Unfair dismissal: the new laws
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Advice on legislation or legal policy issues contained in this paper is provided for use in parliamentary debate and for related parliamentary purposes. This paper is not professional legal opinion.
Briefing Paper No. 02/1998 by Honor Figgis
|This briefing paper examines recent changes to the law of unfair dismissal in New South Wales and the Commonwealth, and considers how the two systems are likely to interact. There is also some discussion of the effect of unfair dismissal laws on job creation. The main points are:
- The general approach of both the Federal and NSW unfair dismissal legislation is to provide a fair go all round' for employers and employees (pp 5 and 11).
- The Commonwealth Workplace Relations Act 1996 sets up two distinct schemes for protection against termination of employment: an unfair dismissal' scheme, available only to certain classes of employees under federal awards or agreements, that provides remedies for dismissals that are harsh, unjust or unreasonable; and an unlawful dismissal' scheme, widely available to Australian employees, that provides remedies for dismissals that contravene requirements for the lawful termination of employment. The Federal Government has drawn back from the broad regulation of unfair dismissals that was a feature of industrial relations legislation under the former Labor Government. The current Federal Government has narrowed the scope of its unfair dismissal laws, has reduced its reliance on the external affairs power in the Commonwealth Constitution, and has encouraged co-operation between the federal and State unfair dismissal systems (pp 5-9).
- The New South Wales <Industrial Relations Act 1996 carries forward the unfair dismissal system from the previous Industrial Relations Act 1991, with some changes to the scheme aimed at improving its operation. The most important change is the expansion in the class of employees who can claim for unfair dismissal. The unfair dismissal provisions now apply to employees in NSW who are: employed in the public service; employed under a NSW award or agreement; or employed without an award or agreement and earning less than the specified rate of remuneration. The NSW unfair dismissal provisions do not apply to employees under federal awards or, it seems, federal agreements. Some employees employed by an unincorporated body under a federal award or agreement do not have access to either the federal or the NSW unfair dismissal systems (pp 10-12).
- The interaction of the federal and NSW employment termination systems continues to create complexity and raise difficult jurisdictional questions. These problems lead to pressure to introduce a single industrial relations system, like Victoria. However, neither the current NSW or Federal Governments are likely to withdraw from the field of employment termination (pp 12-17).
- As a result of the legislative changes, there has been a substantial increase in unfair dismissal claims under the NSW Act, and a decrease in claims in the Federal jurisdiction (p 15).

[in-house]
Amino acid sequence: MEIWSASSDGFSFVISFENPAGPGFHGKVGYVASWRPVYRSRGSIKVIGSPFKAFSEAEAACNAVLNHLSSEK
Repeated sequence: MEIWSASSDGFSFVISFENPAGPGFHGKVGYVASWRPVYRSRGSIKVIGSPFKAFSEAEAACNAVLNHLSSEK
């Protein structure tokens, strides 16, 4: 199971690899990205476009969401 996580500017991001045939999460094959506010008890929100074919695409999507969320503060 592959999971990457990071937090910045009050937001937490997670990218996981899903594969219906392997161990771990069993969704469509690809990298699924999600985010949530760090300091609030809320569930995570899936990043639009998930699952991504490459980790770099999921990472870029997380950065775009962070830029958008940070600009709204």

- Both the Federal and NSW legislation excludes certain kinds of employees, such as probationary employees or those on fixed-term contracts, from unfair dismissal claims. The Federal Government is currently attempting to exclude employees who work for a small business. The object of the exclusion is to avoid exposure of small businesses to unfair dismissal claims, in the interests of encouraging small businesses to take on more employees. It is argued that small business employers are particularly deterred by unfair dismissal laws from taking on new workers (p 17).
- Most of the evidence that unfair dismissal laws are a disincentive to employment is anecdotal, or based on surveys of the perceptions of employers of impediments to job growth. There seems to be little empirical evidence on the extent to which unfair dismissal laws affect employment rates, whether in small, medium or large businesses (pp 17-18).
- Even if a small business exemption is introduced into the federal unfair dismissal legislation, it is likely to have little impact on small business in New South Wales. Most small business employees in New South Wales are covered by State awards, and these employees do not have access to the federal unfair dismissal provisions. A broad exemption of NSW small business employers from the unfair dismissal laws requires legislation by NSW complementing the proposed Commonwealth exemption (pp 18-19).
- Unfair dismissal laws, both State and federal, are likely to remain in a state of flux in coming years. The issues which will continue to prompt controversy and perhaps change include: the role of Commonwealth legislation; and the balance which should be reached between the interests of employers and employees. For example, in what circumstances should reinstatement rather than compensation be the remedy for unfair dismissal? Should an employer's financial viability be relevant to the question of compensation? What classes of employees should be excluded from unfair dismissal laws? (pp 20-21).